Much like Kevin Spacey, I always seem to forget how much I love Michael Keaton until I see Michael Keaton pop up on screen.
“Spider-Man: Homecoming” is the second reboot in five years of the character, and features Tom Holland reprising his role as the titular hero from last year’s “Captain America: Civil War.” This time we skip over all the origin stories and Uncle Ben’s death and get right into Peter Parker trying to be a friendly neighborhood Spider-Man, until a new supervillain named Vulture (Keaton) threatens New York City with dangerous weapons. Jon Favreau, Jacob Batalon, Marisa Tomei and Robert Downey Jr. also star as Jon Watts directs.
I love the character of Spider-Man. He’s no Batman (duh) but when done right there is something about a sarcastic teenager in red, white and blue spandex that is just impossible not to find enjoyable. Sam Raimi’s first film back in 2002 redefined the modern superhero genre (and literally changed the start date of the summer movie season from Memorial Day to first weekend of May) and “Spider-Man 2” is universally accepted as one of–if not the–greatest superhero films of all-time. The third film then had a mixed response while the Andrew Garfield reboot series (if you want to call two films no one liked a “series”) were a colossal misfire that resulted in Sony negotiating a deal to give the character back to Marvel, and it will be interesting to see how history remembers those two outings. But enough Spidey history, let’s get talking about this latest rendition.
Just like in “Civil War” Tom Holland shines here. He is just so darn charming, innocent and likable, and that’s just as Peter Parker. His Spider-Man has all the quips that Garfield’s was missing (saying “wait a minute, you guys aren’t the real Avengers!” to a group of bank robbers in Halloween masks) and he is just so much fun and it is clear that Holland himself is having a blast in the role of a lifetime.
The supporting cast are all great, too, with Robert Downey Jr. reprising his role as Tony Stark aka Iron Man, acting both as a bridge for the Marvel Cinematic Universe and this reboot series as well as Peter’s father figure since we don’t get an Uncle Ben this time around. Downey isn’t in the film all too much (every scene he has is in the trailer) but he is as sarcastic and witty as one may hope. Marisa Tomei has some genuine moments as Aunt May, and chooses to make this version of the character a little more nerdy and “try hard” (and clearly younger) than Rosemary Harris’ elderly, always worried take.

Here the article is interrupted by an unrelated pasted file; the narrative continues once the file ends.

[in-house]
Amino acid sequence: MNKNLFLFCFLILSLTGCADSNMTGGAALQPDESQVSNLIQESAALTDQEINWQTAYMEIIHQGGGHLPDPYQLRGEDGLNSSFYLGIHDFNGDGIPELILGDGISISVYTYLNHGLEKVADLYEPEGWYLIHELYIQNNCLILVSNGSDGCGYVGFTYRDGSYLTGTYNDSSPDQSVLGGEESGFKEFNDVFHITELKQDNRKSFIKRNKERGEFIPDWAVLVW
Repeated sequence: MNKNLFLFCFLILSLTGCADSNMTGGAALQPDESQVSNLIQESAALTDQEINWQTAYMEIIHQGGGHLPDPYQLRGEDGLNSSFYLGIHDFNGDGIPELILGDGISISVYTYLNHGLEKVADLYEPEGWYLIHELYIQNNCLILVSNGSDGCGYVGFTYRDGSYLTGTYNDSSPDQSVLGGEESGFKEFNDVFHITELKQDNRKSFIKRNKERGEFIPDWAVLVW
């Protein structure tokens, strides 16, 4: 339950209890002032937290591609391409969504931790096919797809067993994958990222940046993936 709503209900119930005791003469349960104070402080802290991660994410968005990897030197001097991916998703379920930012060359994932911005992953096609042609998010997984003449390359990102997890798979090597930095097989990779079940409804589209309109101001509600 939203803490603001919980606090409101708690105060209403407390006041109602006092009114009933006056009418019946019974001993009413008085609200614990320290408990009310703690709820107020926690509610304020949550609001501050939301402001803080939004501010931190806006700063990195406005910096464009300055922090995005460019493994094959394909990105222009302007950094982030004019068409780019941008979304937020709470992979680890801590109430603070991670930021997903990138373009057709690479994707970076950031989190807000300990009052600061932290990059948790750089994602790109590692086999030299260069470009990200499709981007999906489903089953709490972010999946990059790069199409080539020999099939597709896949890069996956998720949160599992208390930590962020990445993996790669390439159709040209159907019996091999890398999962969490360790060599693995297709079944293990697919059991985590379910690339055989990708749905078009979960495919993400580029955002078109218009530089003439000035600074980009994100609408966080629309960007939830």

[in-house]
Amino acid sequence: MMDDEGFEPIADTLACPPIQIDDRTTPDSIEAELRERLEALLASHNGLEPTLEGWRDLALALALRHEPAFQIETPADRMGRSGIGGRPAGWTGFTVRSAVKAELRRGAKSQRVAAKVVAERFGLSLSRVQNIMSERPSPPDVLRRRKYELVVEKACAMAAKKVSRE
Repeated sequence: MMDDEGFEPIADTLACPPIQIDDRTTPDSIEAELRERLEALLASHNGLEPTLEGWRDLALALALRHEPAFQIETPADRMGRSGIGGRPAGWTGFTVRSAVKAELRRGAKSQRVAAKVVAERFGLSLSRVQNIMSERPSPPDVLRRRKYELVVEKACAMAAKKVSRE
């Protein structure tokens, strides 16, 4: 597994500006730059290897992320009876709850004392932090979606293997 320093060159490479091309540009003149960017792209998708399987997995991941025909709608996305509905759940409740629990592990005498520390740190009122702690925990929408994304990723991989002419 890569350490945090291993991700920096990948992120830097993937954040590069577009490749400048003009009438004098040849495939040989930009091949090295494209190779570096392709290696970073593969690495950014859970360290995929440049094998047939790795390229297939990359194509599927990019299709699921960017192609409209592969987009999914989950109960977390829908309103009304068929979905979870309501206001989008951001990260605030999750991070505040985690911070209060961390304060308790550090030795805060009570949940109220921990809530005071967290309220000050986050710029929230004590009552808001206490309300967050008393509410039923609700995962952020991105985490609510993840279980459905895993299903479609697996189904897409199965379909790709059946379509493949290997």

Michael Keaton is arguably one of the better villains that the MCU has seen, although that bar isn’t set too high. A blue-collar worker screwed over by a rigged system, Keaton doesn’t want world domination he just wants to make money while getting back at the elites. He gets some scenery to chew and has one genuinely tension-filled scene but overall he feels slightly underused, however it was still great to see him in a villain role, and continuing this mini-career renaissance of his.
There really isn’t too much action here to speak of, a lot of the film focuses on Peter trying to balance high school and being Spider-Man, and he isn’t always punching men in big flying monster suits; more often than not he’s stopping bike thieves and helping give old ladies directions. When the action does hit it is as clean and fun as any film with a $175 million budget and the Marvel brand slapped on it can expect to be, and is all the more impressive coming from a director who had only made small indie dramas (see Watts’ “Cop Car” if you haven’t).
What holds this back from the levels of Raimi’s first two films is a bit of a sloppy narrative here and there. The film isn’t always focused on Vulture and his plan, it just cuts back to him every now and again for a while to remind you that eventually we’re going to get to a big confrontation with him and Spider-Man. There were six screenwriters on this and it’s clear; sometimes the balance between big-budget superhero blockbluster and coming-of-age comedy is seamless, other times it’s awkward or jarring.
The film’s trailers also ruin *a lot* so if you have managed to avoid seeing the four of them up to this point, try to keep it that way. Scenes will be going on and suddenly you’ll realize you know exactly how things are going to play out because the trailers inadvertently spoiled it.
“Spider-Man: Homecoming” is a welcome return to form for the titular character and a nice little side-entry into the MCU. When I saw “Spider-Man 2” in theaters as a 10-year-old it was the first time I was ever truly left speechless by a film’s greatness; and although “Homecoming” isn’t perfect, it does bring me joy knowing that today’s kids finally have a Spider-Man worthy of being looked up to and enjoyed, because leaving them with Andrew Garfield’s would have been a travesty.
Critics Rating: 7/10